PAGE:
“If you build it, they will come” – well, maybe, but not always.  Especially if what you’ve built are computer games in which players try to save an endangered species.

     My endangered species games failed to find a market.  I should have listened to the industry insider who told me “people interested in the environment are usually better educated and better off than most people, but they don’t spend their money.  They’re all talk, and they’re cheap.”  Apart from being about “the environment”, the games also suffer from that other “kiss of death”: they’re “educational”.

     Oh dear.  Environmental, educational, and aimed at a market which won’t spend its money.  Strike three, and I’m out of business.

     Despite the dismal prognosis at birth, the games – The Whale Game, The Rhino Game, The Polar Bear Game, and The Mapinguari Game, the last one involving an effort to save the legendary Mapinguari by saving the Amazon Rainforest, its critically endangered habitat – gained generous reviews.

     Dave Clawson of the International Rhino Foundation said he “found (The Rhino Game) enjoyable and…educational.  I think the simplicity of the format would work well with children; it encourages them to read and follow along (versus a first person shoot ‘em up game), it lets the user make choices, and it has an element of adventure, all while it attempts to inform them about rhino smuggling”.

     One student, Amy Brockmeyer, wrote to say “I just played the rhino game.  It is hard.  I think I made all wrong choices.  I ended up losing and with minus 35 points and nothing but a rhino horn.  I am going to try to master this game. This is awesome.”

     A review in The Oceanside Star, a Canadian newspaper, said I “obviously believe that if we are to save the earth and its endangered species, we must enlist the younger generation – and if we do that, we’d better make it technology friendly and fun…Each game (The Rhino Game, The Whale Game, and Mapinguari – a giant sloth that lives in the Amazon) leads the player on an adventure to help him or her save the species.  Along the way the adventurer learns a great deal and has a lot of fun.  (The games’ creator) believes his product is filling a niche market, namely parents who want their children to be more conscious of the environment.“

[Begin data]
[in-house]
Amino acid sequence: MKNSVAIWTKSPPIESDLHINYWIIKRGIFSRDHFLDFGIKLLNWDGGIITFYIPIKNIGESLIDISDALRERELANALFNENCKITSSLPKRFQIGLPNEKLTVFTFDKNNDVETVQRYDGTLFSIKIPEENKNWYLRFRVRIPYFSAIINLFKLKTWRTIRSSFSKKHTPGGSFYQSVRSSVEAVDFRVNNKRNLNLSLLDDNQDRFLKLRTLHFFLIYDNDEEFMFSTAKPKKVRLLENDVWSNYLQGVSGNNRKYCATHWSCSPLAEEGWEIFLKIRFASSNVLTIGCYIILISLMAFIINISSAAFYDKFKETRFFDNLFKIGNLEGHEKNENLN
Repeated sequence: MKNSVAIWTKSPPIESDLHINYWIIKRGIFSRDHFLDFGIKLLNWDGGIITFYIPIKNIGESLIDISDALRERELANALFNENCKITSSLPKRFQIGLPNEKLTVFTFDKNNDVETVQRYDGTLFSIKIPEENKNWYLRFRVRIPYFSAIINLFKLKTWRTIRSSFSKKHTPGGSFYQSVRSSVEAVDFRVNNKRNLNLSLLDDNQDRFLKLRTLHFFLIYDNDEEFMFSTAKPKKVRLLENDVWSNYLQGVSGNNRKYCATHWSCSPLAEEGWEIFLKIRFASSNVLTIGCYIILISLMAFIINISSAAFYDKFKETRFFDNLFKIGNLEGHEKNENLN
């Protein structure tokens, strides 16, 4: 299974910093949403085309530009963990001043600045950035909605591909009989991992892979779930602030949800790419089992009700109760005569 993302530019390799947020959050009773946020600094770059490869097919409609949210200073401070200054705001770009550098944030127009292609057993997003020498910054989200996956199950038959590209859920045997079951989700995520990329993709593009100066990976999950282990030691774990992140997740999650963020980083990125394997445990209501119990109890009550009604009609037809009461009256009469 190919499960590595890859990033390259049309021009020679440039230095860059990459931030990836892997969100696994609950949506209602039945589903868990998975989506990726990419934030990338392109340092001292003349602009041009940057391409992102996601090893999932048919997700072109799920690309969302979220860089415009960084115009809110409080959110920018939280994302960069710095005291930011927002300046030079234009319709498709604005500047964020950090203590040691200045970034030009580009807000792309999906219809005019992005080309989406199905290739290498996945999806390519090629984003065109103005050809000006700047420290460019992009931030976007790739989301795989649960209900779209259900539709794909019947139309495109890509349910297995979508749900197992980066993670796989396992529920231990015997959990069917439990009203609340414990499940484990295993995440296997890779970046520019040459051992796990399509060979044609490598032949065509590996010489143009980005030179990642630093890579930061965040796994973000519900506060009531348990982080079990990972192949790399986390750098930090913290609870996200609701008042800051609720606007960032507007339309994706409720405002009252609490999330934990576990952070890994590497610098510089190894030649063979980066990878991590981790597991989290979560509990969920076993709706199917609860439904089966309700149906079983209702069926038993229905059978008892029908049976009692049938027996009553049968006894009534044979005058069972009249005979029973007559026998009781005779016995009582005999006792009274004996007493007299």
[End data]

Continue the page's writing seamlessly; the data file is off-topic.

As it turned out, it wasn’t even a niche market.  It was non-existent.

     I even had the games include a lot of action and some violence – but players don’t inflict it. 

They try to stop it.  The games are also competitive; each completed game receives a Rating   

so players can see if they improve as they play more games or if they can do better than other players.

     Most of The Rhino Game occurs in Africa’s Garamba National Park.  Players must struggle to even reach the park, but once there they encounter hostile rhino horn poachers, suspicious park rangers, inquisitive European TV crews, cruel wild-life smugglers, greedy bushmeat traders, angry elephants and hippos, and indigenous peoples whose lives have been ravaged by war.